Inside the Collection
by: Brian Bushard
photography by: Nicole Harnishfeger
When you walk through the Nantucket Whaling Museum past stoic portraits of whaling captains, harpoons, the skeleton of the sperm whale that hangs above Gosnell Hall, up the steps across from the clock’s gears to the rotating exhibits, you begin to piece together an image of Nantucket in the 18th and 19th centuries.
When Nantucket Historical Association collections manager Tony Dumitru walks through the museum, in the back of his head he is thinking about the pieces from the museum’s collection that are not on display. Only a fraction of the its collection of paintings, whaling implements, scrimshaw and folk art can be displayed at any one time.
“What’s important is to have dynamism at the museum,” Dumitru said. “If the museum keeps a lot of its collection in storage, then the message is static. But with the collection rotated on a regular basis, we can bring the hidden treasures to the public. It’s important to convey that message.”
Dumitru pegs the amount of the collection that can be on display at any one time at about four percent. The majority of the NHA’s nearly 17,000 objects, documents and artifacts are in storage at its Bartholomew Gosnold Center on Bartlett Road and the Fair Street Research Center, left for Dumitru and curator Dan Elias to sift through, in a curatorial process of deciding what should be displayed and when.
The collection is a combination of purchased, donated and bequeathed items, which has been slowly accumulating since the NHA was founded in 1894. The objects at Gosnold are stored away, sealed in boxes and logged in the NHA’s archives. They include everything from paintings to scrimshaw, china, furniture, silverware, clothing and whaling tools and instruments.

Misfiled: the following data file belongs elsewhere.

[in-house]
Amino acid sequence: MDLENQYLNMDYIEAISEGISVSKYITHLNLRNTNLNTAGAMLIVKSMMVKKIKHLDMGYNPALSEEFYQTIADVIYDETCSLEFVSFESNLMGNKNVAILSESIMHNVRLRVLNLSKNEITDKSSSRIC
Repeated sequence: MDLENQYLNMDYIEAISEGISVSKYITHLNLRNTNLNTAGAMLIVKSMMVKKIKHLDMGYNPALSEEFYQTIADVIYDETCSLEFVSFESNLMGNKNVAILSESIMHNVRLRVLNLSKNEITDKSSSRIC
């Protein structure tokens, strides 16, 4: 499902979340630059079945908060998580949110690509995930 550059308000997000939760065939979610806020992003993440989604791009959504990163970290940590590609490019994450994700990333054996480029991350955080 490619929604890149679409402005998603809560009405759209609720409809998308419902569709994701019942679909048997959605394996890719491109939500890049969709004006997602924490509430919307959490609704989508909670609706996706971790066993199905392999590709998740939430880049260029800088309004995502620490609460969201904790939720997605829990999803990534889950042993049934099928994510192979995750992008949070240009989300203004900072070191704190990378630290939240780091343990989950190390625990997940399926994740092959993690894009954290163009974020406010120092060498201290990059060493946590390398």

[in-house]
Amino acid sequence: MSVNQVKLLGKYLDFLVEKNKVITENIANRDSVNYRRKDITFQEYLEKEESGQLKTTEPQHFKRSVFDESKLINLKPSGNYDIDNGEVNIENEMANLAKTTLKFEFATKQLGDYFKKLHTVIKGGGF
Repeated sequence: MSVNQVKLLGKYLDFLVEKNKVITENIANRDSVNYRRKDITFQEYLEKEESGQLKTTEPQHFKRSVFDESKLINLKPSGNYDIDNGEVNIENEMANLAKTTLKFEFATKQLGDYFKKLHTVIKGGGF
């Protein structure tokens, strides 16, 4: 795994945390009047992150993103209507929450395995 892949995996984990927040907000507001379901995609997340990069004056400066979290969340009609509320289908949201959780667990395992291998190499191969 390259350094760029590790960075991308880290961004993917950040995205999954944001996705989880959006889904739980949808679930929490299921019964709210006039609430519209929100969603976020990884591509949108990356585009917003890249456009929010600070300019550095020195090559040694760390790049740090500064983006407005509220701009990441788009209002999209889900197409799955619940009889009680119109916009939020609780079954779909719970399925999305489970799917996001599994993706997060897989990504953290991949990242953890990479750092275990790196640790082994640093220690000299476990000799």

They’re the pieces of folk art and decorative art that tell the story of not only Nantucket’s whaling history, but everyday life on the island, NHA executive director James Russell said. It’s the NHA’s mission to tell those stories, he said, and by both adding to and cycling through its collection, it can better tell them.
“The philosophy we have taken over the past three years is to show more, open up more spaces to present these works,” Russell said.
“We’re working hard toward updating our presentations on native people. We’re working hard on updating our presentations on notable women in suffrage. We say it's an insti-
tutional priority. It cuts across digital, libraries, curatorial, conservation, acquisition. It allows us to focus on a particular area, see where we have gaps, see where we can fill those gaps and present the work.”
One of those gaps Russell identified was in its collection of maps of the island. Instead of showing similar versions of the same map of the island, Russell wanted to tell a broader story. He chose an 1872 map depicting the Gulf Stream from Florida to Nantucket, a tactile map created for the blind, and a 1675 navigational map by Dutch cartographer Arent Roggeveen.
The idea is to continue adding to the collection through both donations and purchases, and at the same time, examine the collection to see which areas are weak.
Sometimes, Russell added, you find something you didn’t even know about, something you immediately want to put on display.
Last summer, Elias was working on a new exhibit at the Hadwen House on Nantucket’s role in the abolitionist movement. He had been looking through the collection for newspaper clippings on the subject and found a copy of a pre-Civil War paper from Baltimore that listed a reward for capturing abolitionist and Nantucket whaler Paul Cuffe.
It became part of the centerpiece in the exhibit.
“I found that in a newspaper collection and it was by pure luck I found that slave ad on the back. Things land there that have no right to be there but they relate in some way,” Elias said.
“You may have an idea of what the 18th or 19th century story is. But when you go to the collection, it has a way of slapping you and all of a sudden you have this thing that jumps out at you and now you’re trying to get that in.”
This summer and fall, Dumitru said the NHA is going to be gathering pieces for an exhibit on Nantucket’s role in the Revolutionary War. He pointed to one item in the collection, a chair from a Nantucket ship involved in the Boston Tea Party, the Beaver, which he saw as a necessary part of telling that story.
“We are the stewards of Nantucket history,” he said. “We try as much as we can to share these hidden treasures with not only summer visitors but also the local community.”
“We haven’t exhausted our inventory much,” he said. “However, we do need to make sure we’re telling new stories.” ///
Brian Bushard is a staff writer at The Inquirer and Mirror, Nantucket’s newspaper since 1821. He writes frequently about the arts.